A whopping big can of worms

with 22 comments

Yesterday a friend on Twitter re-tweeted a post from the UK Telegraph about ‘the world’s smallest mum’ having had her third child and not ruling out having a fourth.

Curious about just how you get the moniker ‘world’s smallest mum’ I checked it out and have not been able to shake the story out of my head since.

Stacey Herald is 36 and has a rare genetic condition called Osteogenisis Imperfecta, which according to the article stunts her growth and causes underdeveloped lungs and brittle bones.  

From my very cursory research this condition is what we commonly hear referred to as brittle bone disease.

According to the Osteogenisis Imperfecta Foundation people with this condition:

  • In addition to fractures people with OI often have muscle weakness, hearing loss, fatigue, joint laxity, curved bones, scoliosis, blue sclerae, dentinogenesis imperfecta (brittle teeth), and short stature. Restrictive pulmonary disease occurs in more severely affected people.
  • OI is caused by an error called a mutation on a gene that affects the body’s production of the collagen found in bones, and other tissues. It is not caused by too little calcium or poor nutrition.
  • OI is variable with 8 different types described in medical literature.
  • The types range in severity from a lethal form to a milder form with few visible symptoms.
  • The specific medical problems a person will encounter will depend on the degree of severity.
  • A person with mild OI may experience a few fractures while those with the severe forms may have hundreds in a lifetime.
It goes on to say that the characteristics of the disease vary from person to person – which is to be expected in any genetic condition as we all bring our own genetic material to the party. The key health issues commonly seen in people with OI include:
  • Short stature
  • Weak tissues, fragile skin, muscle weakness, and loose joints
  • Bleeding, easy bruising, frequent nosebleeds and in a small number of people heavy bleeding from injuries
  • Hearing loss may begin in childhood and affects approximately 50% of adults
  • Breathing problems, higher incidence of asthma plus risk for other lung problems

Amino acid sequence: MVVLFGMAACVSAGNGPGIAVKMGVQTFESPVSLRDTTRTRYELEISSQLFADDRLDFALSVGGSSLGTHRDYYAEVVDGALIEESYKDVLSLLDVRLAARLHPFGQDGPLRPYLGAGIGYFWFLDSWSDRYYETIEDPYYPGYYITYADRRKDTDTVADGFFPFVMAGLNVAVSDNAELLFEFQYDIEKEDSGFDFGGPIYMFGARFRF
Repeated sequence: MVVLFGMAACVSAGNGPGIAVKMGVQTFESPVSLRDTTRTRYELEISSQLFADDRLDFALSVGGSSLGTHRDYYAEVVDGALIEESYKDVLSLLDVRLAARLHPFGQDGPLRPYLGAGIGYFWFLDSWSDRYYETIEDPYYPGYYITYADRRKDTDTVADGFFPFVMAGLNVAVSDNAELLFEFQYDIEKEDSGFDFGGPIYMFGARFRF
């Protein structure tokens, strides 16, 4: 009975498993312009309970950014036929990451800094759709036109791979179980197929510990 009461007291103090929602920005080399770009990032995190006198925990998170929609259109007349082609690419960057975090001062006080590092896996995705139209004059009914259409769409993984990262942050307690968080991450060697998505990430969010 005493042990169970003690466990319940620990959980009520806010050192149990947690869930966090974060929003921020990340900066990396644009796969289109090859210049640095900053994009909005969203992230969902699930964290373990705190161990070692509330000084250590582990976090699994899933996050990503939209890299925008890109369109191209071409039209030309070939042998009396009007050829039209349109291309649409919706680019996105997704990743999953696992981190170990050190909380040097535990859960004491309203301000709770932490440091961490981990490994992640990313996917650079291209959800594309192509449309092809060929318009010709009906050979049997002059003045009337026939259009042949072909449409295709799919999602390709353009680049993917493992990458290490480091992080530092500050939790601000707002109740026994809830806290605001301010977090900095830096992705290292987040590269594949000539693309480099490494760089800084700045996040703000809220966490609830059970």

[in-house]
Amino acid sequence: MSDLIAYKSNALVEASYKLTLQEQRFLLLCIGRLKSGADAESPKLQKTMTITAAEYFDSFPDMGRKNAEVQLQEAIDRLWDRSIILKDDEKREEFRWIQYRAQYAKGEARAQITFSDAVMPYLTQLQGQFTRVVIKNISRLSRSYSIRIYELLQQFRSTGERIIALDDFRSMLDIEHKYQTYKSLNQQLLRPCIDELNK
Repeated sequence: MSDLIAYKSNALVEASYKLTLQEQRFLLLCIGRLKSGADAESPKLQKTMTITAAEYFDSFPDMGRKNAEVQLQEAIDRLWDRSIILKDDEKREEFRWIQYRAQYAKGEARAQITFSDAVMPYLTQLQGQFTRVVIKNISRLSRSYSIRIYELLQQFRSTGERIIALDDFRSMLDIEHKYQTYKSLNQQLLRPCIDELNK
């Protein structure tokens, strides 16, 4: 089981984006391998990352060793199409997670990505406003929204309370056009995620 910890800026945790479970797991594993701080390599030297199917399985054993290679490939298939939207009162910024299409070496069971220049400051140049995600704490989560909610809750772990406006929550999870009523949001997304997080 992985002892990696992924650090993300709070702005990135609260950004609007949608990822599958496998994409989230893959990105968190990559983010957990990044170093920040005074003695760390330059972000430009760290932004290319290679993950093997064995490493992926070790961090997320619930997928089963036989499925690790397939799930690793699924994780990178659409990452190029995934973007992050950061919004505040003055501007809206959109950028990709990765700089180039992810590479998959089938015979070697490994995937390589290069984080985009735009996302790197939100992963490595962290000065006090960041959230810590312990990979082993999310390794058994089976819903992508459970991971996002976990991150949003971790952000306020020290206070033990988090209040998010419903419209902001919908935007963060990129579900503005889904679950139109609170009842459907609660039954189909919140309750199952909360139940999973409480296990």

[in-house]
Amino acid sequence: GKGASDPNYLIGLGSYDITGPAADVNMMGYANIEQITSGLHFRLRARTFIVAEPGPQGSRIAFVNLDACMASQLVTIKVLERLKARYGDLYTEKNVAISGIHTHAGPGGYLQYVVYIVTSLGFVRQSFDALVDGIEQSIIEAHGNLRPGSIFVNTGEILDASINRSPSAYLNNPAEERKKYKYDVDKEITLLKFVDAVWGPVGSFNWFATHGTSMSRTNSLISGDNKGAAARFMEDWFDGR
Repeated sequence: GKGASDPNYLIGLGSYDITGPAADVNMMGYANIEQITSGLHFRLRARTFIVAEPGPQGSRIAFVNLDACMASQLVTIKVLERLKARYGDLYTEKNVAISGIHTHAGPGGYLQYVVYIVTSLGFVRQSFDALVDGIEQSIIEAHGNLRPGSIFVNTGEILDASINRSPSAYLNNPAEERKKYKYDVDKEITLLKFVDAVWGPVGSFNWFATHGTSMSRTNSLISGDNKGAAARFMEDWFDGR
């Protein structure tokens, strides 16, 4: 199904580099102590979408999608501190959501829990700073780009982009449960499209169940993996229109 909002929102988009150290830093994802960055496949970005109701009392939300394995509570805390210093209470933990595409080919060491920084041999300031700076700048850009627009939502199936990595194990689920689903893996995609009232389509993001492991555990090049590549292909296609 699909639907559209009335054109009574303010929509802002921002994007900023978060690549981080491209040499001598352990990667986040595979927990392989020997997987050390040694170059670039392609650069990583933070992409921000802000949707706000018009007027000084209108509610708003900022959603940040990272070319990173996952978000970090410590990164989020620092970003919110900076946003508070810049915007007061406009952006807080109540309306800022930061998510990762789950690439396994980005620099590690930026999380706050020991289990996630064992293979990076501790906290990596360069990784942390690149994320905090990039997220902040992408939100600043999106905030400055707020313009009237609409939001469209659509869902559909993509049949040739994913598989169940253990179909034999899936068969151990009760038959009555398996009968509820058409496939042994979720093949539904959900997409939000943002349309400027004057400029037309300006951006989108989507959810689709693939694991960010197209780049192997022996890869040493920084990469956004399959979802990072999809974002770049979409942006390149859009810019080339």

• Curvature of the spine
The website points out that childhood and adolescence are particularly difficult for people with OI but that most go on to lead “productive and successful lives”. 
So, with all that said if you had this condition, would you a) try to have a baby when doctors advised you against it and b) there was the chance your child would inherit the condition? 
My answer to a) would be probably as I know how strong the desire to have your own child can be. 
But my answer to b) is absolutely not. If it was possible to undergo IVF procedures which ensured the embryo did not carry the mutation then I may barrel on down that ethical minefield of genetic selection. But would I have a baby knowing it was pretty darn likely they would inherit what is clearly a painful and debilitating (there are different types of OI with varying levels of severity) condition? Absolutely not. 
Hear that kebang? That was the lid popping off and those darn worms heading in every different direction.
Of Ms Herald’s three children, two have inherited OI. Her second child does not have the condition and at age two is already taller than her mother. Ms Herald says in the article: “I can’t physically stop Makya if she’s upset,” said Mrs Herald. “She’s too big for me now, so Wil has to take care of that.”
Here’s hoping Makya only gets upset when her dad is home from work. 
It is so not my place to stand in judgement on this family but man is it wreaking havoc with my brain. 
Who am I to say she should not have had children. I mean, plenty would stand and look at my history of depression and anxiety and point an accusatory finger that I should not have had children for fear of passing on any genetic predisposition to these conditions. 
I mean, where do you draw the line? 
If say, a permit to procreate came into affect which meant we all had too undergo genetic testing in order to be allowed to have a child then I suspect very few of us would ever become parents. 
Oscar’s genetic disorder is a rare, freakish result of chromosome four getting carried away way back when he was just a moosh of cells. No hereditary predisposition. No dodgy chromosome from mum or dad. Just ‘one of those things’. 
Had I undergone genetic testing with that pregnancy and discovered something was wrong would I have terminated? Yes. Why? At the time, at the tender age of 24 it probably would have been because I didn’t think I would be able to handle it. At the wise age of 37 and now far more experienced in the world that is having a disability it would have been because I did not want my child to have to suffer all that comes with having a dodgy chromosome. When I see how hard the world is for Oscar …
Now look – many will argue that the idea of not wanting our kids to suffer is universal and undergoing trials and tribulations, tragedies and all the rest are what make us stronger and better people. Absolutely. 
But would you knowingly inflict it on your child? And rather than those hurts and hardships come from life experience have it stem from part of the very fibre of their being? For me the answer is a resounding no. 
I keep looking at the photo of this family and there are two children there who are going to endure endless painful procedures and myriad health issues for the rest of their lives. Then there is another child who by the miracle that is genetics dodged the bullet. I can barely imagine the ‘issues’ that child may have down the track. And for what? Because this couple wanted a family? 
It just doesn’t feel right. 
Your thoughts?